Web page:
10. Miguel says:

    Hank, The media would not dare touch that angle. And you will not hear the members on NOW interject ether even though the guy and a sick hatred for women and stated it over and over.

    No, nobody will. Besides, MikeB knows who are the ones responsible for the Rio Massacre: The NRA and the Gun Stores that sell illegal weapons to the Brazilians….

    Too much of a stretch? ;)

  11. mikeb302000 says:

    Apheus,

    I think you’re conveniently leaving out something. ALL guns start out legal, unless you want to quibble over zip guns and those manufactured in the cellar of some clandestine gunsmith. ALL guns in criminal hands got there in one of three ways. 1. theft, 2, straw purchase, 3, private sale.

    In most cases, regardless of which one of the three ways it happened, the last legal gun owner fucked up in some way. That makes those individuals partly responsible. The rest of you are dirty too because you oppose simple legislation, aimed at the law abiding, I grant you, which would prevent much of this.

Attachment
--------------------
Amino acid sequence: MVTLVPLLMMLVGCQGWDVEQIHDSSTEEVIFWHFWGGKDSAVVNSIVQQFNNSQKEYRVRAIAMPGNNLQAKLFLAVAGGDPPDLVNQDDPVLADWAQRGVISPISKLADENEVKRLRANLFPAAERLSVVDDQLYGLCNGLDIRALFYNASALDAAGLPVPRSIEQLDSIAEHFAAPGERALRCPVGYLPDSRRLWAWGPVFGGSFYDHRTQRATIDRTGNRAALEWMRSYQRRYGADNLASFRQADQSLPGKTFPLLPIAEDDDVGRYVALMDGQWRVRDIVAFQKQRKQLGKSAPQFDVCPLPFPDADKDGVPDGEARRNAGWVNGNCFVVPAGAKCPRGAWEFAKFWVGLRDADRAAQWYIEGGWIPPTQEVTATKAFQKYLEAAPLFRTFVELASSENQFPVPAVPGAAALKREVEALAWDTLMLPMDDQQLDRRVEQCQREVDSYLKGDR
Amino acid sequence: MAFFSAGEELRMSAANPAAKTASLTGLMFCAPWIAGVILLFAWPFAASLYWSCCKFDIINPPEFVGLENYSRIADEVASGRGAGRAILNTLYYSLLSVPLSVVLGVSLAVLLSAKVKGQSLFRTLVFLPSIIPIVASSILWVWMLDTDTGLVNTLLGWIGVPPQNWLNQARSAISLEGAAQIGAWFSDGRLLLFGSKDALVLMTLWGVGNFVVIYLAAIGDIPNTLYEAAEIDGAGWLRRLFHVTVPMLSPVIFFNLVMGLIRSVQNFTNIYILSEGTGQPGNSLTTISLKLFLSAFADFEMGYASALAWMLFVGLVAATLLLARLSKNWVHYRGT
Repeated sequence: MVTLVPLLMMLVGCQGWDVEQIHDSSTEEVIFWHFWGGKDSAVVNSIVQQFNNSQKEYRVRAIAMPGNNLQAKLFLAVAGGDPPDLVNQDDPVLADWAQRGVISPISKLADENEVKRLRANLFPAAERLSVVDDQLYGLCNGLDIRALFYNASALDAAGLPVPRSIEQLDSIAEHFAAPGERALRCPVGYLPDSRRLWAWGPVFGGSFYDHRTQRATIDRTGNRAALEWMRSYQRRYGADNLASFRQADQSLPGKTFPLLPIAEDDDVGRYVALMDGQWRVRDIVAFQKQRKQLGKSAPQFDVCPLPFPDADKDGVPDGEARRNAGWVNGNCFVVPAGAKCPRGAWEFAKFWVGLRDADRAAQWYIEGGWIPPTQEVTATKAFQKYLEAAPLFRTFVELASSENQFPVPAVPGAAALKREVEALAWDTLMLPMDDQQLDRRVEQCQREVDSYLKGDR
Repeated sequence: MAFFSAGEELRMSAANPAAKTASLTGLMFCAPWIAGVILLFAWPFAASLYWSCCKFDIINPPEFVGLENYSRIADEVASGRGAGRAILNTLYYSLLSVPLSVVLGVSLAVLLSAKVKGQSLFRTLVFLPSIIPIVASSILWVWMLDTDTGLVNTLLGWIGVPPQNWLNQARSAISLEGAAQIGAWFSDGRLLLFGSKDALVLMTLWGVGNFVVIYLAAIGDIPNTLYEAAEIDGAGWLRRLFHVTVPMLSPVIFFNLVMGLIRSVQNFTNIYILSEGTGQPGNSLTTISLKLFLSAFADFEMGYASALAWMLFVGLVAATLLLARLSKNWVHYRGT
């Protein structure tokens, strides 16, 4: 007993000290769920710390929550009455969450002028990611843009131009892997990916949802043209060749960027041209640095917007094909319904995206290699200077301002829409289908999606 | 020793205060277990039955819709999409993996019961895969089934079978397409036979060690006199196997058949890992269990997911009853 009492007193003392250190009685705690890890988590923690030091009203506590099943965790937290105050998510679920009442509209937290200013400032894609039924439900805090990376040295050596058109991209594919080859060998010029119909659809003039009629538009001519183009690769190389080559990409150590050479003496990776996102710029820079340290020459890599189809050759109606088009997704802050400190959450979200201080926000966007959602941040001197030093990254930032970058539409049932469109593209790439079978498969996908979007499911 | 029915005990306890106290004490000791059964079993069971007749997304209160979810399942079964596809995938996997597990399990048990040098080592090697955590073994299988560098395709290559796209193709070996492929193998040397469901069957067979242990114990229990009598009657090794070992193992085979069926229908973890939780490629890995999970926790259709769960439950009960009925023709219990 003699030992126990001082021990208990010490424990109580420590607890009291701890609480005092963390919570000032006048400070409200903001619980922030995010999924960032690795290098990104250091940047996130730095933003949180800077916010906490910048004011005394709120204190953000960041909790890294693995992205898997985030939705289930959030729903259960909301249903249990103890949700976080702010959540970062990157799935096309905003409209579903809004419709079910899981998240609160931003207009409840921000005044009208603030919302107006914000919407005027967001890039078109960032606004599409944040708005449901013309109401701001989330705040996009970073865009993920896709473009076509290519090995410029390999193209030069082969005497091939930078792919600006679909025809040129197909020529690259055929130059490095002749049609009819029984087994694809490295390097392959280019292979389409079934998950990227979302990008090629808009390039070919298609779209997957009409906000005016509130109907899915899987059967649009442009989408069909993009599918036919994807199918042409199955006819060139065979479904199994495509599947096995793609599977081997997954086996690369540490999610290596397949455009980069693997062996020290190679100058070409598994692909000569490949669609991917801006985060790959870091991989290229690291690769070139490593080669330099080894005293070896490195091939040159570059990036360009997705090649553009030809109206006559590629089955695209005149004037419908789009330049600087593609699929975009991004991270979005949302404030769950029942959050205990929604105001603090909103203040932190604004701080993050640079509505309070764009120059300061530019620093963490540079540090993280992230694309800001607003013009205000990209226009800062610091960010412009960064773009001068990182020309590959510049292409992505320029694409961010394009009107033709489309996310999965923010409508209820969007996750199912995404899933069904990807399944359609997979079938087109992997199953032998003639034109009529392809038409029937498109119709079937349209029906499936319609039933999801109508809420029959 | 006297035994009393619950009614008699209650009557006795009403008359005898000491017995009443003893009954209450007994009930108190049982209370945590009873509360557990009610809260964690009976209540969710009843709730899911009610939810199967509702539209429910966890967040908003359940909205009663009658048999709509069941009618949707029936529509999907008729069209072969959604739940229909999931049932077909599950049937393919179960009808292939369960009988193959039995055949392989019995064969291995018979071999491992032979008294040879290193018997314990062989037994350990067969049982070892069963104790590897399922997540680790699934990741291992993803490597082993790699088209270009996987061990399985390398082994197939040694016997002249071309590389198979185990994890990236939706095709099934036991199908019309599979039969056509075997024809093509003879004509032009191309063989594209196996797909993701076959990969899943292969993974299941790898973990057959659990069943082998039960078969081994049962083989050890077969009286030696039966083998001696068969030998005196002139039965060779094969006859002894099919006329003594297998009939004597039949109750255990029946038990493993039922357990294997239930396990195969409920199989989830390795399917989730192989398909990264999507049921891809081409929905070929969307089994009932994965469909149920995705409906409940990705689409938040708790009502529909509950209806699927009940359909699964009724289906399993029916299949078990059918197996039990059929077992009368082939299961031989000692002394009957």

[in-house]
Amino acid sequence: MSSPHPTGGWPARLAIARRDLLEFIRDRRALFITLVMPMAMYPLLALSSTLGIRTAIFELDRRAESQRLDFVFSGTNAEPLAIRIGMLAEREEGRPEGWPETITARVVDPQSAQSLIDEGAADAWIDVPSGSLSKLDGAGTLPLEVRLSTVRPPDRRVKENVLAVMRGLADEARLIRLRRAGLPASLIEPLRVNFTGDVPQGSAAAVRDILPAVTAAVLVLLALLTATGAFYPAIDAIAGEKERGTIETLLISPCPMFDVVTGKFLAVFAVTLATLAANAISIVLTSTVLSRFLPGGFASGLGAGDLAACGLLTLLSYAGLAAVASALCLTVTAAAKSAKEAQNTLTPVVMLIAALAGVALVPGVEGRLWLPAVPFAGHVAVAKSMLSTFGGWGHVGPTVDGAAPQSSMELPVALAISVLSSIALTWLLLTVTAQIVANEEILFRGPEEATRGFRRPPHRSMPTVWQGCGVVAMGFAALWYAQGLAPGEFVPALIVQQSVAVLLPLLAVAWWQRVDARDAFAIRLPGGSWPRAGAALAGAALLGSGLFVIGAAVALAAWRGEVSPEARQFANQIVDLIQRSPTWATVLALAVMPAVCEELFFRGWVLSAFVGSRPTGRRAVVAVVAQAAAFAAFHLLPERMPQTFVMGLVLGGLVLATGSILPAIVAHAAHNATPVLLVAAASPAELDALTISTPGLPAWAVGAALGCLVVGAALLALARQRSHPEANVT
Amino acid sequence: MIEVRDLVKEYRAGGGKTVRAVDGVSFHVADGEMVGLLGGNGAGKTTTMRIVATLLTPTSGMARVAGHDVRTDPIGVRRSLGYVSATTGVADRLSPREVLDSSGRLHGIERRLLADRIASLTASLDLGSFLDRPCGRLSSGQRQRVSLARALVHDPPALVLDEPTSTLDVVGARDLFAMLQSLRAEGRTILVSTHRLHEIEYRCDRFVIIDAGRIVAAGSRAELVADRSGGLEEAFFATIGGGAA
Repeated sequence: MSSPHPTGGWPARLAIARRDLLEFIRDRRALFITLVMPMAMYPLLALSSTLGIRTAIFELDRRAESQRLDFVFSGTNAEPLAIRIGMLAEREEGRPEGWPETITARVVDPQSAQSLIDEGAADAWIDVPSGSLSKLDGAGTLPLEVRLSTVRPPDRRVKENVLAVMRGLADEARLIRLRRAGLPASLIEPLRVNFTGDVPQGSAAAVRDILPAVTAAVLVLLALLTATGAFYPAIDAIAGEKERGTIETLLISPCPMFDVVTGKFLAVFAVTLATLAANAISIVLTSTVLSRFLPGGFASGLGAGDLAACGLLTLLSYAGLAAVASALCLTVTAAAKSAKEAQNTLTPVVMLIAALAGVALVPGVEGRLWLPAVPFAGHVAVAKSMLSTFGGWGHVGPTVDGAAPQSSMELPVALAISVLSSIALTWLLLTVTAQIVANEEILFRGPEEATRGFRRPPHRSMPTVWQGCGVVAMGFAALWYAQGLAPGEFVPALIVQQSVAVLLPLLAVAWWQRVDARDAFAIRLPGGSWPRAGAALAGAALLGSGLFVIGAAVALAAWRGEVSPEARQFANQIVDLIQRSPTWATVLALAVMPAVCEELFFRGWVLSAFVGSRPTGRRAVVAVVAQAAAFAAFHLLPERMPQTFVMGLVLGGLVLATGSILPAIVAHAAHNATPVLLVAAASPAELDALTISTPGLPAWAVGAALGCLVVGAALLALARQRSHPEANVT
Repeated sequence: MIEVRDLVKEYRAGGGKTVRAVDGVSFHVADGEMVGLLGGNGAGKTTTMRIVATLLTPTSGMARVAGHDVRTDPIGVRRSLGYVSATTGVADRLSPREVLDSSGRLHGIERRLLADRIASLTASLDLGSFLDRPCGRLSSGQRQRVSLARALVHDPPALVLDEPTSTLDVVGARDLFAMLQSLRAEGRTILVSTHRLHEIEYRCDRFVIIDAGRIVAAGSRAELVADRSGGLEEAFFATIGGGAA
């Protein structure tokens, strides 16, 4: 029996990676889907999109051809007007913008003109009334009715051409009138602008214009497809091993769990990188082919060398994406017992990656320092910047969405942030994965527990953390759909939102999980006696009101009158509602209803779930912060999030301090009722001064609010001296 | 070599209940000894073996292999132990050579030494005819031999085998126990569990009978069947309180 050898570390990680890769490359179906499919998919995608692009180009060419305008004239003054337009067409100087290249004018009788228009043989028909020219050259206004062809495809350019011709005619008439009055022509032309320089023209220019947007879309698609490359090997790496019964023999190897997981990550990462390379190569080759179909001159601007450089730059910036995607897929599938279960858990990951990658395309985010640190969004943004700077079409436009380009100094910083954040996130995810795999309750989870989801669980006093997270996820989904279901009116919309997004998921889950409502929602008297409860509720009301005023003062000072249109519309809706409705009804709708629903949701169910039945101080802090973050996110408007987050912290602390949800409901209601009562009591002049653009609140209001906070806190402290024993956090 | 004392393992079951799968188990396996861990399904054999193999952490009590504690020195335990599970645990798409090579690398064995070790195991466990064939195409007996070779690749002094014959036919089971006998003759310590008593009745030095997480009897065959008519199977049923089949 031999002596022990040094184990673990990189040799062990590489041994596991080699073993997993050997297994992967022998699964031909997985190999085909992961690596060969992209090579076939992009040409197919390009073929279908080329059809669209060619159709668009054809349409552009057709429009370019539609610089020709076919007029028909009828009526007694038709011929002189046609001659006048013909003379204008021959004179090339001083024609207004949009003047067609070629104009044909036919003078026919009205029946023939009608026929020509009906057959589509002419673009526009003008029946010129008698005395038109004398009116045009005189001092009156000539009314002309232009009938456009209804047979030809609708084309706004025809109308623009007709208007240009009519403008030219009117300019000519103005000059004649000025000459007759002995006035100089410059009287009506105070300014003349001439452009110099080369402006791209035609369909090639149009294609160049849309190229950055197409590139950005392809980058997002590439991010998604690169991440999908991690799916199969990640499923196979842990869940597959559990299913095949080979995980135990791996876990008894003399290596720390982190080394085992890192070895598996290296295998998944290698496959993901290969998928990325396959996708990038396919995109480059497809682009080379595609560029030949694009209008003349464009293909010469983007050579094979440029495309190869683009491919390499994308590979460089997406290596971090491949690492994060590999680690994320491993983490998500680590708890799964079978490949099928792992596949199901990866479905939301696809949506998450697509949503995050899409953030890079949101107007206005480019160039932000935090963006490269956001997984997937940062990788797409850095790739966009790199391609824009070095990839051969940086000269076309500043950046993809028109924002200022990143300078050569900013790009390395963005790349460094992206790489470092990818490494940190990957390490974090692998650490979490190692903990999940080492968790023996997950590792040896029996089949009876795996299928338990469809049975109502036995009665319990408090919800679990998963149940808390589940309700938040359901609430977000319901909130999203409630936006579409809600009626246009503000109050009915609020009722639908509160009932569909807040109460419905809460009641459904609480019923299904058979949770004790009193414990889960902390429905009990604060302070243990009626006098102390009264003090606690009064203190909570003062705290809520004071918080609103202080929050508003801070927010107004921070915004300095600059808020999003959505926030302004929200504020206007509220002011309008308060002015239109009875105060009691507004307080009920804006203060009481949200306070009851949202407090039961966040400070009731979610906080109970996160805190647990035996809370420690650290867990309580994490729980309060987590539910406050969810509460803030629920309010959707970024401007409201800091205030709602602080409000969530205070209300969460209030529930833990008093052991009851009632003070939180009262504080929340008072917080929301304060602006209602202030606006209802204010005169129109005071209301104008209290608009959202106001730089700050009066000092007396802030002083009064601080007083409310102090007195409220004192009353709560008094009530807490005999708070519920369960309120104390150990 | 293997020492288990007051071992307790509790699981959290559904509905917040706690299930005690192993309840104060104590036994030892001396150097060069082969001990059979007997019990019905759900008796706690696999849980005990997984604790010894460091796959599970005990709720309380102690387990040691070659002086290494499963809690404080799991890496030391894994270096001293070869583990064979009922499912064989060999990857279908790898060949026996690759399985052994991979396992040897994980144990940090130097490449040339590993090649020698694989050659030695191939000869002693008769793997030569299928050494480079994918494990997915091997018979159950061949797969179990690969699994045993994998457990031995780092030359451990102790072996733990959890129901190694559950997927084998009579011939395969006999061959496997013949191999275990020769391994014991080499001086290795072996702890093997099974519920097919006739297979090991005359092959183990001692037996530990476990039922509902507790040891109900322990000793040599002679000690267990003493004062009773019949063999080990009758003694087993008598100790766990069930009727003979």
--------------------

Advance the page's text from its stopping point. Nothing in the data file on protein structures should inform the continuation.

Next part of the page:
12. AntiCitizenOne says:

    A recent bombing in a Minsk railway station killed 12 and wounded 100. You don’t need guns for effect. Just ask Timothy McVeigh and the Bath school bomber.

    I hate to say this but Cho, scumbag that he is, didn’t even come close.

  13. serr8d says: